Consumer Reports’ Broadband Together to Study Internet Access


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After years of field testing autos and appliances, Consumer Reports is turning its attention to broadband. With the formation of its Broadband Together project, Consumer Reports has announced that it plans to take a look at the state of the internet in states across the U.S.

Rather than just reading a report at the conclusion of the study, Broadband Together invites those interested to open a free Consumer Reports account and participate in a speed test. The study will also ask what people are paying for their internet service. The Broadband Together coalition stresses that the privacy and security of all participants is paramount. With a guarantee of safety, the goal is to garner as much participation as possible to contribute to the project’s findings. Consumers are invited to start the process by visiting the Broadband Together website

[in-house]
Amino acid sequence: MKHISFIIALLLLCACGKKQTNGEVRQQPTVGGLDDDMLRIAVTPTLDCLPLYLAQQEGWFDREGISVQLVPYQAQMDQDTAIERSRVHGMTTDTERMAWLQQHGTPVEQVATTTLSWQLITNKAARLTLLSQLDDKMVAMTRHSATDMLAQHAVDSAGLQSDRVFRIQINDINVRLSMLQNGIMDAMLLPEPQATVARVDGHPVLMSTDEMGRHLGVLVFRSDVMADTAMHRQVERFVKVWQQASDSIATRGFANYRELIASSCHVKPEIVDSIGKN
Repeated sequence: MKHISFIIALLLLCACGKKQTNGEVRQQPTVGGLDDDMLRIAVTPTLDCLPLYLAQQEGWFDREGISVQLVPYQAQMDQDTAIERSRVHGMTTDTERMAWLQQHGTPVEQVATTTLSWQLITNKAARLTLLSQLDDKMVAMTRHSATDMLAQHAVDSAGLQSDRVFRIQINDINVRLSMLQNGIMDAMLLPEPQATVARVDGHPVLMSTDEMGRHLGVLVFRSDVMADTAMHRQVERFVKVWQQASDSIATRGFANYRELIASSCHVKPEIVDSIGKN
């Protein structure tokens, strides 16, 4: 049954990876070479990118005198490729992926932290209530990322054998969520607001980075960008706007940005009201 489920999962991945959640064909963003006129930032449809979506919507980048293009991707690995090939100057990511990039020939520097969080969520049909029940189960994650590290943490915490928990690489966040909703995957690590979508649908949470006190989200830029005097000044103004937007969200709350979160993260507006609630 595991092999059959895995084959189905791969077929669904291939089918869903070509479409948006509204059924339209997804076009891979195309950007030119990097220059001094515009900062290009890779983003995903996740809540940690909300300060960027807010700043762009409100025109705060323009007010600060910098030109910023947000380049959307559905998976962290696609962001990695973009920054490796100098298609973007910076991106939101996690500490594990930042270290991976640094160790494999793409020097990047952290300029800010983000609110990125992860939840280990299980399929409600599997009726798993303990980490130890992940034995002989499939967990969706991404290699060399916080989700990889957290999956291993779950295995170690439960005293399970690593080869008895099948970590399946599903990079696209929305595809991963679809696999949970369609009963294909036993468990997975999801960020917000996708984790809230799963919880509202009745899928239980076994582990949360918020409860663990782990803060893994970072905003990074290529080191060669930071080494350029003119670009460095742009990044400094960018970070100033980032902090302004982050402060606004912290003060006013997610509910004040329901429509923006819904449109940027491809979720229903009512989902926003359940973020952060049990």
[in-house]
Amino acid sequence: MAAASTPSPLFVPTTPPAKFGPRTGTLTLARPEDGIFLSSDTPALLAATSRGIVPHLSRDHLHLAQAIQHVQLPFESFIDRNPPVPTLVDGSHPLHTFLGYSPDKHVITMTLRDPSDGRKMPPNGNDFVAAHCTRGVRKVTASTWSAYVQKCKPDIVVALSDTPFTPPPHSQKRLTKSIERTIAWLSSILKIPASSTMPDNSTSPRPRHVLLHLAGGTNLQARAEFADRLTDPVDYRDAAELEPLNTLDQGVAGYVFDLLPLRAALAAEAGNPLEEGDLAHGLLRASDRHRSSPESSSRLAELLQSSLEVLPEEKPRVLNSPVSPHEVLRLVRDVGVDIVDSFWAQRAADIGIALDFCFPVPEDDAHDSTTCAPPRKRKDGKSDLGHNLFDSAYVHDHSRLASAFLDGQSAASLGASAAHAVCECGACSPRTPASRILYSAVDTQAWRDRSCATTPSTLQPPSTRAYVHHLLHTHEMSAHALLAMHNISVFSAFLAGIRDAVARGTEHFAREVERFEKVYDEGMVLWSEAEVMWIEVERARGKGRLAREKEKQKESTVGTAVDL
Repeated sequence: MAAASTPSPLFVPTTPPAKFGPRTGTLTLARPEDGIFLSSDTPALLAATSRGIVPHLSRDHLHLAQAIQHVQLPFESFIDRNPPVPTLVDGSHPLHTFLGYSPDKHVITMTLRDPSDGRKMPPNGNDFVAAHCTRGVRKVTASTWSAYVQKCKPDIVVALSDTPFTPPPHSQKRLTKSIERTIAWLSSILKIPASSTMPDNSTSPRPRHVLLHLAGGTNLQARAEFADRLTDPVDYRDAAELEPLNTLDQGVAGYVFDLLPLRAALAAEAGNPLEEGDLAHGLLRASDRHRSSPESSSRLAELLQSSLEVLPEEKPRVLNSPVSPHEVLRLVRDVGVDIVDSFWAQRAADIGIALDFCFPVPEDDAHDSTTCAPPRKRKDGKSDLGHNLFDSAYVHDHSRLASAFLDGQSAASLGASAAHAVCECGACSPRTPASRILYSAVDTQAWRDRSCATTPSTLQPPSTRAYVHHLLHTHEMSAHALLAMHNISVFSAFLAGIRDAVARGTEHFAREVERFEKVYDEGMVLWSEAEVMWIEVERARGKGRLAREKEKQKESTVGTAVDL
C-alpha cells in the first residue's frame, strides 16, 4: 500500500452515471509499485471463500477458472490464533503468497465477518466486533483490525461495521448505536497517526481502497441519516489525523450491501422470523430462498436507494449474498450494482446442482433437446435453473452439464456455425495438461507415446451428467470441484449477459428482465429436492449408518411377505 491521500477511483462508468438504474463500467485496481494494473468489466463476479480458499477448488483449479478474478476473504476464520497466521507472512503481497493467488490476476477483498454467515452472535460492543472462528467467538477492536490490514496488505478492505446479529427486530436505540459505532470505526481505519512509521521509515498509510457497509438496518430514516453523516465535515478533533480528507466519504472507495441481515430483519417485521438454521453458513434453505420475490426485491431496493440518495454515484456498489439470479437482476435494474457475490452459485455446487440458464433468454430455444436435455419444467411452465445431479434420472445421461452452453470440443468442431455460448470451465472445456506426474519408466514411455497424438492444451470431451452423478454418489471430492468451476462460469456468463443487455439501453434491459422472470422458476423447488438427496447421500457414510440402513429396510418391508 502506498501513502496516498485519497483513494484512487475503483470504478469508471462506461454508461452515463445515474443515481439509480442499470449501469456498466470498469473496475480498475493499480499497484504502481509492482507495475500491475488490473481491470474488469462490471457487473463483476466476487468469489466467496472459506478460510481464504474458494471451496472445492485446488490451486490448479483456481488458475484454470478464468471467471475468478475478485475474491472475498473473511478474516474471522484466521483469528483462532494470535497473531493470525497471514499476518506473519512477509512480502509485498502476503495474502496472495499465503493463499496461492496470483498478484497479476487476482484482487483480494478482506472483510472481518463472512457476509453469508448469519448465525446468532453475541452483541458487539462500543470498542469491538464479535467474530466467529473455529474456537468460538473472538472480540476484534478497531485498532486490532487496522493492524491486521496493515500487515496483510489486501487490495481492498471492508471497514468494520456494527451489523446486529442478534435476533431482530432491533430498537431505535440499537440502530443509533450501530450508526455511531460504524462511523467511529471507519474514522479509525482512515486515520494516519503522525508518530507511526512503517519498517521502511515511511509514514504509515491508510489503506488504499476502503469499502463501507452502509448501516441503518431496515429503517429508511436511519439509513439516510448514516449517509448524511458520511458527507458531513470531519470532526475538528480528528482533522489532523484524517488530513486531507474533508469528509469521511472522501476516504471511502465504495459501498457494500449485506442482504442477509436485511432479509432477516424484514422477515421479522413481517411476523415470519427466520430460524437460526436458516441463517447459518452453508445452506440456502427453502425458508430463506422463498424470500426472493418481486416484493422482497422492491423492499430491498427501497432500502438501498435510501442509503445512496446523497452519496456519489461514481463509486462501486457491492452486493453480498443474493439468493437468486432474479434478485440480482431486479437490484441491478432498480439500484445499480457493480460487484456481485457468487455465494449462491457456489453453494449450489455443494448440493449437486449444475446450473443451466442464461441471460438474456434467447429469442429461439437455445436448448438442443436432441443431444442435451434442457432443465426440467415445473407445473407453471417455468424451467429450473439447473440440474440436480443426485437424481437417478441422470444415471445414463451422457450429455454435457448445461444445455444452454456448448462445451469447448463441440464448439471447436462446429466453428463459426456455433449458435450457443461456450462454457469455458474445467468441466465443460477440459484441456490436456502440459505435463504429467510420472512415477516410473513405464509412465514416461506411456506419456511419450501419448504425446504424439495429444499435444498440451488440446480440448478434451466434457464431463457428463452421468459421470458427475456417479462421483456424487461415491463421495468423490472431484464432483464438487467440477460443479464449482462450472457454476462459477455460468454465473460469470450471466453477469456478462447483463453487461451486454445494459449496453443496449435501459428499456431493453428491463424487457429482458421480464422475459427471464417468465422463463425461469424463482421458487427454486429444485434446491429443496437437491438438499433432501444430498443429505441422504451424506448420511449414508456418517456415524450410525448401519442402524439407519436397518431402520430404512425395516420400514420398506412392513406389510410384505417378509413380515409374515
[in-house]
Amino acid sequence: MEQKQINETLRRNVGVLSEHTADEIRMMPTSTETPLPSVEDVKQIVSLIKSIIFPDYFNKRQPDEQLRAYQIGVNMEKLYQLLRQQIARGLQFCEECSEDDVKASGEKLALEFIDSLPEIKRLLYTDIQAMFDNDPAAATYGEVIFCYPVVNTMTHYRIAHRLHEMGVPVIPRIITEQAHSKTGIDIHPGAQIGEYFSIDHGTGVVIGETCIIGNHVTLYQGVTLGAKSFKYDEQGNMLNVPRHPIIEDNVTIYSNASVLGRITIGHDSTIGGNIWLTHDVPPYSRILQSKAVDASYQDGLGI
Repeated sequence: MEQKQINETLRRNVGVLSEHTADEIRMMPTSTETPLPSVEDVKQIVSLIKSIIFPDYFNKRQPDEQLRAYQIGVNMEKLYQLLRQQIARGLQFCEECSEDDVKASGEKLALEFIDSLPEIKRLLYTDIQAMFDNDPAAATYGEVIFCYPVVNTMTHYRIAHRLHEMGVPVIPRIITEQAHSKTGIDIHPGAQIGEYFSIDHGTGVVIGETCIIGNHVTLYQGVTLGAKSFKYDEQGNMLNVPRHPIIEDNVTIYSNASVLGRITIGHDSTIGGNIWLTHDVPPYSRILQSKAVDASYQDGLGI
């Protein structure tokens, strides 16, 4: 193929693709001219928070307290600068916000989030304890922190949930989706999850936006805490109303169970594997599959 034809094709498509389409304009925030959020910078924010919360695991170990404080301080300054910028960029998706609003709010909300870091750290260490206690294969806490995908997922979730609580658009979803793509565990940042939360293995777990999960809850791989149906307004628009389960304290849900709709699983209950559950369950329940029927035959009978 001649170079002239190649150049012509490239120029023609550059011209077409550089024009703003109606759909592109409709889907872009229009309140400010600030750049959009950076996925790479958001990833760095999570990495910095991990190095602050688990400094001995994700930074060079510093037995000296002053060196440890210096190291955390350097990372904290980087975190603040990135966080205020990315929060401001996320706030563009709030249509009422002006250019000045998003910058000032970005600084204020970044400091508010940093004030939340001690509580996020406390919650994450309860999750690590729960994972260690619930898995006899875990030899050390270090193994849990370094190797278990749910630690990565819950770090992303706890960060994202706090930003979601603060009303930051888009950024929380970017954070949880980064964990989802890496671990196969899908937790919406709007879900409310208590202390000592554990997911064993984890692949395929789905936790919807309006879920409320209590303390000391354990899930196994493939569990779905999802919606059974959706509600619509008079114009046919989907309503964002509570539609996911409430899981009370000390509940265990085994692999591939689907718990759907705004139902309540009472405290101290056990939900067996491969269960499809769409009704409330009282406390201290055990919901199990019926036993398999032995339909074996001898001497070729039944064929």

The Broadband Together initiative has attracted over 40 partner organizations from across the country, including Access Now, American Library Association, Amerind, Benton Institute for Broadband & Society, BroadbandNow, Color of Change, Institute for Local Self-Reliance, National Digital Inclusion Alliance, New America’s Open Technology Institute, mLab, Public Knowledge, Rural Assembly, Southern California Tribal Chairmen’s Association, and X-Lab at Penn State University.

“To create a better marketplace, we need to know the truth about our internet prices and fees,” said Jonathan Schwantes, senior policy counsel for Consumer Reports. “Consumers sometimes spend more money for less service, thanks to confusing pricing and a lack of competition, and too many people simply cannot get online because there is no service where they live, or they cannot afford it.”

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